From here :

English and Chinese, for example, put the subject first, the verb in the middle, and the object at the end for an SVO word order. Irish and Biblical Hebrew are VSO languages that put the verb first. Latin and Japanese are SOV languages that put the verb at the end.

I notice that in all of these it is the position of the verb (1,2 or 3 in the triplet) that changes. The object never precedes the subject.

Q : Is this always true in all human languages? And untold bonus glory for speculation on - why might this be so?

  • 3
    No. First, there are languages without subjects (these are called ergative languages). Second, in many languages either there is usually no noun subject (because the verb is inflected for subject) or there is no special order for the subject to appear (because word order is not used to mark grammatical relations). In the remaining languages, which do have separate noun subjects and do normally put them in one place, there is a strong tendency to put subject before object. The most common word orders in the world are SOV (~50%), SVO (~35%), and VSO (~10%). The other three are rare, but exist. – jlawler Jul 7 '14 at 21:48
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    jlawler, you should post that as an answer on its own. – Darkgamma Jul 7 '14 at 21:49
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    @jlawler The previous comment forgot to precede your name with "@", so I am explicitly supporting hereby, to make sure you get it. – babou Jul 7 '14 at 22:04
  • Object–subject–verb word order can be found even in English: "Rome I shall see!", "I hate oranges, but apples I'll eat!" Russian has free word order, so it uses that often, too: "Меня он не любит, а её он любит!" ('Me he doesn't love, but her he does love!') See here about other languages that also use it. – Yellow Sky Jul 7 '14 at 22:04
  • The question I ask: It looks like this discussion is not supposed to cover language structures such as relative clauses. Is there a reason to assume it implicitly? – babou Jul 7 '14 at 22:12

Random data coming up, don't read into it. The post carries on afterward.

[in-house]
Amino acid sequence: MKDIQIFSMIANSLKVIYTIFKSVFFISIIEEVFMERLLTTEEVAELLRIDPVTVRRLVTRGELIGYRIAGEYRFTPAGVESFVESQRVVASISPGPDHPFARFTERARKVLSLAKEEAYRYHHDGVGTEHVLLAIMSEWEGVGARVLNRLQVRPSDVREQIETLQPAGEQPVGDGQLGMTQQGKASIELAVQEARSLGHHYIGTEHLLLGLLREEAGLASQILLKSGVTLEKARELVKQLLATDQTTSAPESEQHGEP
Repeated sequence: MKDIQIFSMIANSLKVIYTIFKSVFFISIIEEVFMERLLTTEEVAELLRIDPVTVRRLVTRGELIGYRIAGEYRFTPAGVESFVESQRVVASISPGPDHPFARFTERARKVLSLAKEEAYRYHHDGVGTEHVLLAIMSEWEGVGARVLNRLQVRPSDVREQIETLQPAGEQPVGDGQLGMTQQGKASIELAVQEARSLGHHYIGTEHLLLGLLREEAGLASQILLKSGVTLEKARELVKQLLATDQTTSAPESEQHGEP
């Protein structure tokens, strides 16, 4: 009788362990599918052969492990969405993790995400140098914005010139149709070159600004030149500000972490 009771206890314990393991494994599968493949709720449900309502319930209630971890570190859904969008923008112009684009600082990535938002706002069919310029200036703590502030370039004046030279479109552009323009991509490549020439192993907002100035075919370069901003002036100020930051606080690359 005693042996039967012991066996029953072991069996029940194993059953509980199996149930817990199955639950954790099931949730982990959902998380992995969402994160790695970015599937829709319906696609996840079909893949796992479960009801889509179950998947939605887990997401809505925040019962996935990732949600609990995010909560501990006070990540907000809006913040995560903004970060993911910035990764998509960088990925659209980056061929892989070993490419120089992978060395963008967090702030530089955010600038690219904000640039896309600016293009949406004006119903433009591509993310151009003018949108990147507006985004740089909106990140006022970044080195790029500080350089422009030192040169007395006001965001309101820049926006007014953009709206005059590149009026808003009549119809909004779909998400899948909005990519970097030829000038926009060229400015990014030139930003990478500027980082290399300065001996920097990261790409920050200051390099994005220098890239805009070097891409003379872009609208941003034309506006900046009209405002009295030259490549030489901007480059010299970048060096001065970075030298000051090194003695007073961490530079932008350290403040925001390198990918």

All the comments on the question provided a summary answer: NO. This can can be summarized in two points:

  1. There are languages where Object-Subject word order is possible (albeit rare).
  2. Even in the languages nominally Subject-Object dominant, it is possible and indeed common to reverse the order to Object-Subject.

However, there are two aspects of this question worth answering.

  1. Is it worth even tracking the SOV order in languages and then asking this question.
  2. Why is the subject more likely to precede object across all human languages.

Re 1. The whole SOV/VSO/... thing is mostly an artefact of a linguistic theory that is concerned with the surface order of words in a sentence. It is clearly a remnant of the analytic nature of the languages spoken or focused on by the theoreticians. Not all traditions are at all concerned with word order nearly as much and will ask questions with a different bias. It may be worth keeping an eye on how the ordering of words is used to express certain meanings, but the order itself is really incidental. Of course, the whole subject/object deal is itself incidental to concerns of agent/patient relationship (experts on ergativity would do well to weigh in, here).

Re 2. Given the revised emphasis and refocusing of our concern about word order from 1, we can ask why (with all the caveats in mind) do people tend to express the agent/patient relationship in a linear order going from agent to patient. The answer probably lies in what I would like to call (inspired by George Lakoff) 'motivated iconicity'. If time and action are conceptualized in space, then when that space is conceived as directional away from the actor, language may replicate that direction with word order. There are no universals here, just tendencies that may aggregate to very strong trends. There's some research on iconicity but not nearly enough to make this more than a supposition. But perhaps one worth further investigation.

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    i like the part about motivated iconicity. seems a reasonable way to approach understanding such order, having also considered the caveats you raise to its importance. – Cris Jul 8 '14 at 11:57
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    SOV languages may be a special case. They're in the majority and they resemble one another in all kinds of ways -- it's possible to translate Japanese and Tamil morpheme-by-morpheme, for instance. SOV seems to be a very stable system that occurs widely and functions successfully, to the point where common solutions to common problems become evident. – jlawler Jul 8 '14 at 14:27

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